Dr. Leathem realizes that the only constant in life is change. In 2020, amidst the global pandemic, his career took a different direction. This change led him to collaborate with Dr. Wong and Dr. Sharma and they founded Advanced Wellness and Pain (AWAP). Their mission is to provide a variety of state-of-the-art procedural services that improve patients’ quality of life and overall physical and mental well-being.

Dr. Leathem believes that we are all a work in progress and that each day, one should strive to make positive changes in their life. He is here to help empower each patient on their journey to be their best self and live their best life. When you are being cared for by Dr. Leathem, you can be assured that he will give you his undivided attention and time.

Gregory Wong, MD

Dr. Wong is a Board-Certified Anesthesiologist and a member of both the American Society of Anesthesiology and the Arizona Society of Anesthesiology. He did his undergraduate training at the University of California at Davis, Davis, California; doctorate training at The University of Health Sciences of the Chicago Medical School, North Chicago, IL; and his post-doctoral training at the Integrated Program at the University of Arizona, Phoenix, AZ. He has spent his whole 24-year career practicing in Arizona.

Dr. Wong grew up in the Bay Area of California. He is married and is raising three daughters. At the early age of 12 years old, he knew he wanted to become a physician. His love of the human spirit, intrigue of human physiology, and compassion for human suffering led him to the path of anesthesiology and pain medicine.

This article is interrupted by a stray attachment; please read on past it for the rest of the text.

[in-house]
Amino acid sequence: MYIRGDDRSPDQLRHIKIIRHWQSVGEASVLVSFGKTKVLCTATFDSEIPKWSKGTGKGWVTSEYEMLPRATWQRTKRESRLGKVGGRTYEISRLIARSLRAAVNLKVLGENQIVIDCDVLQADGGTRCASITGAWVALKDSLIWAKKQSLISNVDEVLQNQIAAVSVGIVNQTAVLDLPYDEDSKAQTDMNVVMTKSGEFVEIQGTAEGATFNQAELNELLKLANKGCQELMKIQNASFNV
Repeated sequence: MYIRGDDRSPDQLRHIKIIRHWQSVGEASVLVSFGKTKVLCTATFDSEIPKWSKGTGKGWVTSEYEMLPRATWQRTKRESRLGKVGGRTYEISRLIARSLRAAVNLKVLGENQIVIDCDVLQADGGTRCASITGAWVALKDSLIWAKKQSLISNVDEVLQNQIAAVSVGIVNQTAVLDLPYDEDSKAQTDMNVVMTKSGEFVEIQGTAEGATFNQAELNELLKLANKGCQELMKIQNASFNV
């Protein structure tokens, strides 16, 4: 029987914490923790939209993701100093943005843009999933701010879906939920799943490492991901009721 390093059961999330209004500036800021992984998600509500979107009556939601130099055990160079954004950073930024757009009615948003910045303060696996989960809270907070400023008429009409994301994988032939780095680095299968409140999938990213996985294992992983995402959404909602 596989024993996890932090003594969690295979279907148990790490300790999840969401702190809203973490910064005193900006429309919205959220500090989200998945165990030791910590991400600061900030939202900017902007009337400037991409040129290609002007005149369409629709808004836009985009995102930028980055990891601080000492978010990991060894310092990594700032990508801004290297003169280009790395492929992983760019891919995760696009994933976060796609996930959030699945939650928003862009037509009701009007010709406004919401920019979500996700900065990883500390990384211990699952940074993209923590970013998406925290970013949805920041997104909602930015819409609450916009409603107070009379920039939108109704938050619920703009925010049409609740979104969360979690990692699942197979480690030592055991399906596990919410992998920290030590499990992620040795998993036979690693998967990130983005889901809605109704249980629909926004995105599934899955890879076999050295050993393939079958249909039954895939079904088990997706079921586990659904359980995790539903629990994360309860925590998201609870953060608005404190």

Today, Dr. Wong realizes patients need a holistic biophysical-mental-spiritual care. This philosophy has brought him to the studies of regenerative medicine and infusion therapies. He has firsthandily witnessed the overwhelming success of these therapies for treating chronic pain and depression and the return of patients of “life-functionality.”

“There has never been a time more important than now to advocate for our patients in these difficult times. We owe it to our patients to offer these state-of-the-art treatment modalities that weren’t available before.”

Deepak Sharma, MD, MBA

Dr. Sharma is a Board Certified Anesthesiologist and a member of the American Society of Anesthesiologists. He completed three degrees at Drexel University in Philadelphia, PA: a Bachelor in Finance, a Master in Business Administration, and a Doctor of Medicine. He went on to complete residency at the Mount Sinai Morningside-West Hospital System in New York, NY and post-graduate fellowship at Stanford Medical Center in Palo Alto, CA.

Dr. Sharma is committed to treating his patients as a whole with a comprehensive biophysical-mental-spiritual approach. He is a lifelong learner and is constantly researching cutting-edge therapies backed by scientific studies. He has taken a particular interest in regenerative and infusion therapies after witnessing firsthand their significant benefits on those suffering from chronic pain and depression. In his free time, Dr. Sharma enjoys spending time with his family and friends, hiking, traveling, reading, and meditation.